‘First Australian indigenous party listed’ writes Paul Osborne (AAP, January 10, 2011). But as far as I can tell, the First Nations Political Party is neither the first Party to be on the Federal register, or the first indigenous Australian political party to form. In 1992, for example, the ‘Australian Indigenous Peoples Party’ was launched. It lived for about six years or so (“The Australia’s Indigenous Peoples Party was registered on 13 January 1993 and deregistered on 23 July 1999″). In 2004, filmmaker Richard Frankland helped to spearhead another Aboriginal party titled ‘Your Voice’. It failed to register, but carried on agitating for a few years, before disappearing in 2008 (Black Voice catches ear of world, Larry Schwartz, The Age, May 23, 2004; as a Senatorial candidate in Victoria, Frankland got 7,266 votes).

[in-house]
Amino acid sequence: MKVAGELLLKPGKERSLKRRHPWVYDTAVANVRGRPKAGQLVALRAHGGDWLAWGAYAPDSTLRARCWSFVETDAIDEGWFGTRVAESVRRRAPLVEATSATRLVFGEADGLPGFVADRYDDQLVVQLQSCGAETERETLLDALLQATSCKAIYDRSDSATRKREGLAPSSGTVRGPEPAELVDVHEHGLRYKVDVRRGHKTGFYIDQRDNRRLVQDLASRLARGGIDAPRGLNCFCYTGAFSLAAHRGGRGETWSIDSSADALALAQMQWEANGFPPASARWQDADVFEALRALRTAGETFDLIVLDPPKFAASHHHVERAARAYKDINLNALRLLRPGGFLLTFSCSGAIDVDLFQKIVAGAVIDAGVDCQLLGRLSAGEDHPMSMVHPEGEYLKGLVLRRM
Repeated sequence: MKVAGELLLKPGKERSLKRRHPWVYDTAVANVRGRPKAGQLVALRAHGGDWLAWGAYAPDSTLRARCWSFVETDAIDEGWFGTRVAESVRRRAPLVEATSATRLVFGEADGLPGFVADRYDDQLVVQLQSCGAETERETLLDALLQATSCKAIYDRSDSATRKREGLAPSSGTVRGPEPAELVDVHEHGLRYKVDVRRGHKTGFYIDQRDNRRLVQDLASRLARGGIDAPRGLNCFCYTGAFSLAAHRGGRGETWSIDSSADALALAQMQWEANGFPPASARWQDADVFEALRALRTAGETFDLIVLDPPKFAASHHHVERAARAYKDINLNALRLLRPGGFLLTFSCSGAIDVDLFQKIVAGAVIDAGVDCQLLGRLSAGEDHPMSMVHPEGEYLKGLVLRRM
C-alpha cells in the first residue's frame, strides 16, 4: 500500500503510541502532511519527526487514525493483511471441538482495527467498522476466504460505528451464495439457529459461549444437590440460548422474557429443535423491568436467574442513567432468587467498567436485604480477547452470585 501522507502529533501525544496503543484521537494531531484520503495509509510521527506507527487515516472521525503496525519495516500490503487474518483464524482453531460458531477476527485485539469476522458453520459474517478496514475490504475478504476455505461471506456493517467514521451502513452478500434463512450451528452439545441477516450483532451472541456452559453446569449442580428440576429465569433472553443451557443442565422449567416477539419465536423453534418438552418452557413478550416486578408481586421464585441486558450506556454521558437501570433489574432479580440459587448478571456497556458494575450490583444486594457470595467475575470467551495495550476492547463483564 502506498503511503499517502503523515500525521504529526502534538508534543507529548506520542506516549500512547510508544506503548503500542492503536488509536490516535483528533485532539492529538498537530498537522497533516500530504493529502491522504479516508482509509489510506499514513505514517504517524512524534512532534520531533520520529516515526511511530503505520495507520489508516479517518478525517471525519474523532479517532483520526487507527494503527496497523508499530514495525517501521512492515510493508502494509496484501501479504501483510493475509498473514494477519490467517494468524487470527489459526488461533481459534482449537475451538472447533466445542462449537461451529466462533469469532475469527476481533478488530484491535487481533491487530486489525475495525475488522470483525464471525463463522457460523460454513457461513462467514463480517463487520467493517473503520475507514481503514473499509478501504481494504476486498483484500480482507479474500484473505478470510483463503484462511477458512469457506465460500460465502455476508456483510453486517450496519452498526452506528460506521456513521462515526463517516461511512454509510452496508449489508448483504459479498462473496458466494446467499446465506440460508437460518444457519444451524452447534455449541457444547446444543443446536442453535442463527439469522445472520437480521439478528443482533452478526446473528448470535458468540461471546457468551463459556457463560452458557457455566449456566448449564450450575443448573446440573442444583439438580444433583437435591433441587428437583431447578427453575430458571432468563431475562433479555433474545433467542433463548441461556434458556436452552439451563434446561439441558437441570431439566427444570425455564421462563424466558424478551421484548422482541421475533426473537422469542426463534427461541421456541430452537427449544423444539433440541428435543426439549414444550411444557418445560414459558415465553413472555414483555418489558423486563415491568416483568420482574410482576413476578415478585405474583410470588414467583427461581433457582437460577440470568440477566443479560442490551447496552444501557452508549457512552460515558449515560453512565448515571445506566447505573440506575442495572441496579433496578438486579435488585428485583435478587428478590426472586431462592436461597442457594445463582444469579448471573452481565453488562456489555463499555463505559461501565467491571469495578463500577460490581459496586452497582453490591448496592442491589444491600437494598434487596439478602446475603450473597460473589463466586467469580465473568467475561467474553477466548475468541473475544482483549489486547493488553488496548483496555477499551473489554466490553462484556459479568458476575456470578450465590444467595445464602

The successful registration of the First Nations Political Party was preceded by an announcement by Maurie Japarta Ryan in December, and the establishment of two separate (but unregistered) parties to contest the 2010 Australian Federal election. The Ecological Social Justice, Aboriginal Party (WA) and the First Nations Original Peoples Party (NT) amalgamated around June (“[t]he united party has swelled its membership to over 2,000 members and intends to attain 5,000 members by the year’s end”). The ESJAP stood Gerry Georgatos, Bill Hayward, Marianne Mackay and Lara Menkens for the WA Senate (who as an Ungrouped Ticket together gained a total of 552 votes or 0.04%), while Dot Henry stood for the party in Hasluck (1,457 votes / 1.77%) and Geoffrey Stokes in O’Connor (1,298 votes / 1.59%). In the NT, Maurie Japarta Ryan (119 votes / 0.12%) and Ian Lee (314 votes / 0.32%) wanted a seat in the Senate, while Kenny Lechleitner looked to the Lower House seat of Lingiari (1,910 votes / 4.45%).